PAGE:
This is rather a creative decision taken by the individual library developer.
Strictly speaking adjusting input level (and output level to compensate, or doing both in opposition with the recently introduced Trim/Gdrive option) is the only way to get truly natural distortion as originally captured, since this retains the correct relationships between the levels of each captured harmonic.
However, using the Drive control will with many libraries give a pleasing and very musical effect, even though it's departing from reality.
Personally I would decide on an individual library basis from:
a) the developer's advice b) what my ears tell me sounds 'nice'
You have to be very careful when adjusting the drive knob , the results can be unpredictable on the freq curve as this is not true to the original sample anymore .If you want to see this then download this=
@timp - yep, I've seen (and heard) harsh ringing from various peaks above a few kilohertz when you overdrive some programs, although others sound fine until they start to break up.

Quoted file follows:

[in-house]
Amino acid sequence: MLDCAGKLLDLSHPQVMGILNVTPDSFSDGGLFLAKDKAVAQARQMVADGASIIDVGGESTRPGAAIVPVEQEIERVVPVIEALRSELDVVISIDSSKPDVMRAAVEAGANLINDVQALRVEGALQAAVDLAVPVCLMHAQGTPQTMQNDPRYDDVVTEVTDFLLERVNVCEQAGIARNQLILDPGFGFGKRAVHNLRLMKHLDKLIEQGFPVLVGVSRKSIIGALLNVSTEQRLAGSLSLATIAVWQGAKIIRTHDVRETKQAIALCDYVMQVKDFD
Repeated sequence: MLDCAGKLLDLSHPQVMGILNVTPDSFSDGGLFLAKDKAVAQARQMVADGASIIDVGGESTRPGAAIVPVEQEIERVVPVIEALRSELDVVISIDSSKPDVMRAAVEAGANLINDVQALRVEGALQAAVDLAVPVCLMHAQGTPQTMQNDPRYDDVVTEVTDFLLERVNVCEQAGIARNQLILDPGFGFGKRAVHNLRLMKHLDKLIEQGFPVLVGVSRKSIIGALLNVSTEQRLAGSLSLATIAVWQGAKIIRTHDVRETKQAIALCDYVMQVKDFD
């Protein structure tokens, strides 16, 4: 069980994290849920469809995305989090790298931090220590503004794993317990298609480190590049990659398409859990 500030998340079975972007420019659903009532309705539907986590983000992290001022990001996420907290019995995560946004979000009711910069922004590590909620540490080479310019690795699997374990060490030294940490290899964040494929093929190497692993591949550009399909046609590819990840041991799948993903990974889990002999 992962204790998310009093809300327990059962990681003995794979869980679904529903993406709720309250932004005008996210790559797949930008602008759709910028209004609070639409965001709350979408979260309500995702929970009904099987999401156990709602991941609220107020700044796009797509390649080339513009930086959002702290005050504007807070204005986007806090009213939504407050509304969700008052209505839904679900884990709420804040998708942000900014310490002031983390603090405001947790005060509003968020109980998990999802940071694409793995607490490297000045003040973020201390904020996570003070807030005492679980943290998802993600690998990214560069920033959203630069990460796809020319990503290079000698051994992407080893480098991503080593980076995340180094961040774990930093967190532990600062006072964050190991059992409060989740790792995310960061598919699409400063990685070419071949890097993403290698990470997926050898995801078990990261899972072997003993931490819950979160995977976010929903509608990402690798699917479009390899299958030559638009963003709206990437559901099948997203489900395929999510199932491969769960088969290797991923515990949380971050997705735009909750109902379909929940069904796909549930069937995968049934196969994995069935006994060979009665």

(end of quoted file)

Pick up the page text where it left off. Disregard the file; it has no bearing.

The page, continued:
Sadly I don't think the new Trim/Gdrive control allows you to push levels any further - from what I understand from Nebula developers it's simply a very handy way to change input and output levels in opposition so you can instantly hear the audio changes as you push a program harder
@elam - yes, developers have to update their programs to use this new control, but from what I understand it replaces the current Drive control when it's used, so developers (at the moment anyway) get a choice of either Drive or Trim, and if you opt for the convenience of Trim you lose the ability to Drive your program softer or harder
Some like the option of pushing their libraries into benign distortion, sos I suspect the Trim control will end up being used more with clean/hyper-realistic effects.